Honolulu RailFILE - In this May 30, 2017, file photo, a rail car tops an elevated rail line in Waipahu, Hawaii. Honolulu is building one of the nation's most expensive rail lines to address some of the nation's worst traffic but tax revenue declines during the pandemic and spiraling costs mean it doesn't currently have enough money to finish the 20-mile route as planned. (AP Photo/Cathy Bussewitz, File)
WAIPAHU, Hawaii (AP) — Susan Galicha can see Honolulu’s rail cars being tested on elevated tracks just minutes from her home. Yet the Waikiki hotel housekeeper may never get to ride them to work and avoid the city’s horrendous traffic jams because the city doesn’t have enough money to finish building the rail line.
“It’s so sad for me to see that it’s only passing by back and forth, but the public cannot use it," Galicha said.
The rail line — one of the nation’s most expensive per capita — may have to end a long way from both downtown and the hotel district in a nondescript light industrial area featuring a bus depot and a highway interchange. It’s akin to a Las Vegas train ending far short of the strip or the New York subway bypassing Manhattan. Supporters want to finish it as planned, or at least build it as far as downtown, but the way forward isn't clear and won't be easy.
The latest cost estimate for the 20-mile (32-kilometer) rail line is $9.1 billion — nearly double the $5.5 billion budgeted at the time of the project's 2011 groundbreaking. Officials are worried the total may escalate further.
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Currently, Galicha can ride an express bus that will take 30 to 45 minutes from her home in Waipahu to Waikiki, though with traffic the trip can top an hour. A regular, non-express bus would take up to two hours. A train ride from Waipahu to the planned end of the line on the edge of Waikiki would take 31 minutes.
That's if the full route is built.
The possibility it might not burst forth in recent weeks when it became clear the city didn't have enough money to finish it. Much finger pointing and hang wringing has ensued.
The Honolulu Authority for Rapid Transportation or HART, which is building the rail line, raised its cost estimate 10% to $9.1 billion. Around the same time, HART predicted tax revenues earmarked for rail construction will come in $423.5 million lower than expected over the next decade due to the pandemic.
Compounding the situation is the fear that the final 4-mile (6.4 kilometer) segment starting at Middle Street, the light industrial area, will cost far more than the $1.6 billion HART has estimated.
This has dramatically split the city administration and HART, a semi-autonomous city agency, who have been working on a joint project to team up with a private partner to build the final segment and operate the rail line.
The city pulled out of the joint project in August after its procurement officer saw bids submitted by prospective private sector partners.
Mayor Kirk Caldwell said state procurement law mean the procurement officer can't disclose bid details but he believes they were far more expensive than the city can afford.
HART CEO Andrew Robbins is moving forward with the project anyway, saying he wants more time to talk to the bidders to identify what's driving up costs and understand what could be done better. He will then ask for their final offers. He said he didn't want to pass up this valuable information after the agency has spent the last two years working on the private partnership.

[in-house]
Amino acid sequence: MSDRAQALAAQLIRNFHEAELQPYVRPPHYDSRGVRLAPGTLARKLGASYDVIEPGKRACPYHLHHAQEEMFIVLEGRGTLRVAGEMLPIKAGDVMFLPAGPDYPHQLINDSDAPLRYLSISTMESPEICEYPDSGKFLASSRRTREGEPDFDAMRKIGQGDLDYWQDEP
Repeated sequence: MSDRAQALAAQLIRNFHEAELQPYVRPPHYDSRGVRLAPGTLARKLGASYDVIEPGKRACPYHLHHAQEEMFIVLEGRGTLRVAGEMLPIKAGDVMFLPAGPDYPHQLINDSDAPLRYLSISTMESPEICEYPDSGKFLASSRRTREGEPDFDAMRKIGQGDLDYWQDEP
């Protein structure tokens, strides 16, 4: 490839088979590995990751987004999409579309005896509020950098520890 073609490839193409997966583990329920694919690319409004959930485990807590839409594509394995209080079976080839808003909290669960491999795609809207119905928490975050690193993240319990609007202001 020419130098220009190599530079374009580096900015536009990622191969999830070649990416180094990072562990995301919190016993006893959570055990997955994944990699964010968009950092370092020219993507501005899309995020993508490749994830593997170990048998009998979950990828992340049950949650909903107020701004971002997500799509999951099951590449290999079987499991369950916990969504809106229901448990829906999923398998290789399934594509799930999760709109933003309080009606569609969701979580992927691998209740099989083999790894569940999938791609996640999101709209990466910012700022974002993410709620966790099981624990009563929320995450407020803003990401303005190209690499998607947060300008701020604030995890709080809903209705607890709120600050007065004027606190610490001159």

“We feel it’s our professional responsibility to to hear from the bidders, understand whether the procurement from a proposal perspective is viable and could be viable, that could lead to an award and a contract,” Robbins said. He plans to make his recommendation by Nov. 13.
The mayor is anxious about potentially losing $250 million in Federal Transit Administration funding which is due to lapse at the end of the year if Honolulu doesn't show it has a viable plan to build the last segment.
Caldwell accused HART of “playing chicken” with the federal government's deadline.
He wants the city to start over and seek new bids without the private partnership, an approach he thinks will be more transparent.
Both the mayor and Robbins say one option might be to built the final 4 miles in phases, or build as much as the city can afford for now. That could mean going as far as downtown. Or perhaps all the way to Ala Moana on the edge of Waikiki but with fewer stations.
Rick Blangiardi, elected on Tuesday to be the city's new mayor, supports rail but has expressed concern about the possibility the final leg could cost $2 billion more than HART now estimates. He said in a statement that he would "prioritize increased transparency, accountability and open communications between all the stakeholders, including the taxpaying public.”
Council member Kymberly Pine, who represents the west Oahu suburbs where the rail line starts, blames some of the dysfunction on the decision to make HART an entity separate from the city. HART is governed by a volunteer 14-member board appointed by city and state leaders. The city government is accountable for what the agency does but has little authority over it, Pine said.
To her, building rail meant her neighbors wouldn't have to spend four hours a day round-trip on the road in their cars. They wouldn't have to kiss their kids goodbye when it's still dark in the morning and then return to them at night when it's dinner time.
She called the situation a "tragedy for the taxpayer, especially for my constituents who needed this project more than anybody."